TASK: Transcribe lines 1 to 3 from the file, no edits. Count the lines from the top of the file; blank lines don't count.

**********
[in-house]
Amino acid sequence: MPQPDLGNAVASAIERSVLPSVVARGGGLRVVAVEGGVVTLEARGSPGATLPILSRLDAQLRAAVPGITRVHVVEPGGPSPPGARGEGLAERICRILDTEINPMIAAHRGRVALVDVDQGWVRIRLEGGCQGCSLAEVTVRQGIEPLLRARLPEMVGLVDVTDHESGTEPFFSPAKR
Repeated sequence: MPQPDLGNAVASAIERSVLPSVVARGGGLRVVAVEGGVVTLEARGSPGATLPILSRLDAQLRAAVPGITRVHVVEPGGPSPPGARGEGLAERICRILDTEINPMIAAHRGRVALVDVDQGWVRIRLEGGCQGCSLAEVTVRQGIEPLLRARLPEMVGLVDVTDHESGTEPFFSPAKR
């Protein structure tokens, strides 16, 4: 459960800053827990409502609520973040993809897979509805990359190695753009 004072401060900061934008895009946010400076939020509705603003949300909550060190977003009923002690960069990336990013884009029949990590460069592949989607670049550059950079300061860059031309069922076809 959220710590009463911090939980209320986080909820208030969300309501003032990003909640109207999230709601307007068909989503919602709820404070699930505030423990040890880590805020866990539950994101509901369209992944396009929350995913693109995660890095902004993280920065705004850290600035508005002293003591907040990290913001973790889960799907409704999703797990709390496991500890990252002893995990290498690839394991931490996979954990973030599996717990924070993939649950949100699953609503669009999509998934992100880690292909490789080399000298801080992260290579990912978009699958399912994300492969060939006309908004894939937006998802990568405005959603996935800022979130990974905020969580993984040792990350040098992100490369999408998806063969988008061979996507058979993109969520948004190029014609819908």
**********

[in-house]
Amino acid sequence: MPQPDLGNAVASAIERSVLPSVVARGGGLRVVAVEGGVVTLEARGSPGATLPILSRLDAQLRAAVPGITRVHVVEPGGPSPPGARGEGLAERICRILDTEINPMIAAHRGRVALVDVDQGWVRIRLEGGCQGCSLAEVTVRQGIEPLLRARLPEMVGLVDVTDHESGTEPFFSPAKR
Repeated sequence: MPQPDLGNAVASAIERSVLPSVVARGGGLRVVAVEGGVVTLEARGSPGATLPILSRLDAQLRAAVPGITRVHVVEPGGPSPPGARGEGLAERICRILDTEINPMIAAHRGRVALVDVDQGWVRIRLEGGCQGCSLAEVTVRQGIEPLLRARLPEMVGLVDVTDHESGTEPFFSPAKR